Fire Protection Services Ltd

Fire Alarms

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Design, Installation, Commissioning, Modification, Client acceptance and Maintenance.

We undertake design, installation, commissioning, extensions/alterations and routine maintenance of Fire Alarm Systems to BS 5839.

In order to provide the highest levels of protection, we operate a 24-hour Call-Out facility, 365 days of the year.

Flashni & AV Smoke Detecter Removal

Routine testing of systems

Fire Alarm systems should be regularly tested and serviced. BS5839 Part 1 makes the following recommendations:


i) Check that the panel indicates normal operation. If not, record any fault indicated in the event log and report the fault to a responsible person.
ii) Check that any fault recorded for the previous day has received attention.


i) Operate a manual call point or smoke detector to ensure the system operates properly. Each week a different detector should be checked.
ii) Check that the sounders have operated and then reset the system.
iii) Check the battery connections.
iv) Complete the event log with details of date, time, trigger device tested and enter "Routine Weekly Test" the "Action Required" and reported to a responsible person.

Testing Smoke DetecterQuarterly

i) Check entries in the log book and take any necessary action.
ii) Examine the batteries and their connections.
iii) Operate a manual call point or smoke detector to ensure the system operates properly, checking that all sounders are operating.
iv) Check that all functions of the alarm control panel operate by simulating fault conditions.
v) Visually check that structural alterations have not been made that could have an effect on the siting of detectors and other trigger devices.
vi) Complete the event log with details of date, time, trigger device tested and "Quarterly Test" in the event section. Any defects or alterations to equipment should also be entered.


i) Carry out an inspection as detailed for the quarterly inspection.
ii) Every detector should be tested in situ.
iii) All cable fittings and equipment should be checked to ensure that they are secure and undamaged.

The three most important things to do before considering any aspects of a fire detection and alarm system are:

i) Consult your local Fire Prevention Officer — he will be pleased to advise you on what you require in accordance with the new Fire Safety order 2005 and give you information on compliance with any by-laws, and provide information specific to your building.

ii) Study in detail British Standard BS5839 Pt 1 — Code of Practice for the design, installation and maintenance of fire alarm systems in buildings. The document provides an in-depth guide to the requirements of systems in most types of buildings.

iii) Deal with a reputable equipment supplier — most good manufacturers of fire detection and alarm equipment will be pleased to provide advice on the design of systems to meet the requirements of BS5839 Pt 1.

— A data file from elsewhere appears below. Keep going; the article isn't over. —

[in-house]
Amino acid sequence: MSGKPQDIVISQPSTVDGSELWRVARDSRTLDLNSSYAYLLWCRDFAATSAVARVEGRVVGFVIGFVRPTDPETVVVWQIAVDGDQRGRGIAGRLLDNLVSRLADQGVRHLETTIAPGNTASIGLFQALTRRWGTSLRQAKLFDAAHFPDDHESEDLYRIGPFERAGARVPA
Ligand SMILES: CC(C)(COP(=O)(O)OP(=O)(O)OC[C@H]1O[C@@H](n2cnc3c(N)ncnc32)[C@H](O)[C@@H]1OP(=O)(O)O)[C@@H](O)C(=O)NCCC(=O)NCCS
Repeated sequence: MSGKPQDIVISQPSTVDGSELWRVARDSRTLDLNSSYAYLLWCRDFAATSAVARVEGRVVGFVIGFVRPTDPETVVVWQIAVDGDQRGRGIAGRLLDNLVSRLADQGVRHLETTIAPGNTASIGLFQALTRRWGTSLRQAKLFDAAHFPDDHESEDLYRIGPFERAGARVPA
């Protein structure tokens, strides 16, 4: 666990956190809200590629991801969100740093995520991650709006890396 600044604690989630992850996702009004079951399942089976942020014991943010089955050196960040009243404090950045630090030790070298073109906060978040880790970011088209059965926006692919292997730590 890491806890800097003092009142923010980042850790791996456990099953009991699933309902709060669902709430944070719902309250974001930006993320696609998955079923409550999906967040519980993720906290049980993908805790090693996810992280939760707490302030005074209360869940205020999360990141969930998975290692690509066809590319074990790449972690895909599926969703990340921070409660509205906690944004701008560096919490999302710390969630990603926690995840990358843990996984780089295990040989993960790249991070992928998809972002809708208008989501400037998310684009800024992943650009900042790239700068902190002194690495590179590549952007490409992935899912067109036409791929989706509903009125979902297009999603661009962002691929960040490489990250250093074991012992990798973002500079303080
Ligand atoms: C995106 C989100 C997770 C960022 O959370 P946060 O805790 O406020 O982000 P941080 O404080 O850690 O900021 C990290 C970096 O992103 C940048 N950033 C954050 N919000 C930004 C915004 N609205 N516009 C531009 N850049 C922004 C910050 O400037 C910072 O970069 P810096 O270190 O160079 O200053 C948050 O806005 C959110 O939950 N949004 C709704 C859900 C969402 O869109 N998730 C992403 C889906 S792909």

A team of project engineering experts located throughout the UK, provide this service on a local basis, without obligation.

Checklist for equipment selection:

a) Smoke and heat detectors
Always ensure detectors are correctly spaced, and the floor area coverage given in BS5839 Pt 1 is not exceeded.

Choose the correct detector type. With more and more flame retardant treatments used in building materials, furnishings and furniture, photoelectric smoke detectors now tend to be by far the most popular form of smoke detector.

Make allowance for any obstruction — when siting detectors, beams, partitions etc must be taken into account. Again BS5839 gives clear instructions.

Always consider environmental conditions — most smoke detectors will be prone to unwanted alarms if sited in areas of high air movement, or where steam or vapours from kitchens, laundries or exhaust fumes are likely to be present. In areas unsuitable for smoke detectors, heat detectors may provide adequate protection.

b) Manual call points
Manual call points (break glass units) should be located at all ground floor exits from the building, close to and usually on the opening side of the door frame.
They should be conspicuous and mounted 1.4m above floor level.
The British Standard requires manual call points to be mounted on stairwell landings.

Occupants should not have to travel more than 30 metres within a building before encountering a manual call point. This maximum distance may need to be reduced if occupants are elderly or infirm.

c) Control panels
Always locate the central fire alarm control panel in a low fire risk area.
Its location must be easily accessible to the local Fire Brigade in cases of emergency.
The area must also be well lit. The provision of emergency lighting units may therefore be necessary.

d) Sounders
Alarm sounders must be all the same type i.e. all provide the same sound.
Ensure correct sound levels are maintained in all parts of the building.
A maximum of one door or wall between sounders and any room.
Many small sounders give better sound distribution than a few large ones.
However small the fire alarm system, a minimum of two sounders is required.

Choose a Fire Alarm System from Fire Protection Services Ltd and you can be sure that it will comply with current requirements, hardware and installation is of the highest quality and that the 'protocol' is Open, enabling you to change your service provider as you require.

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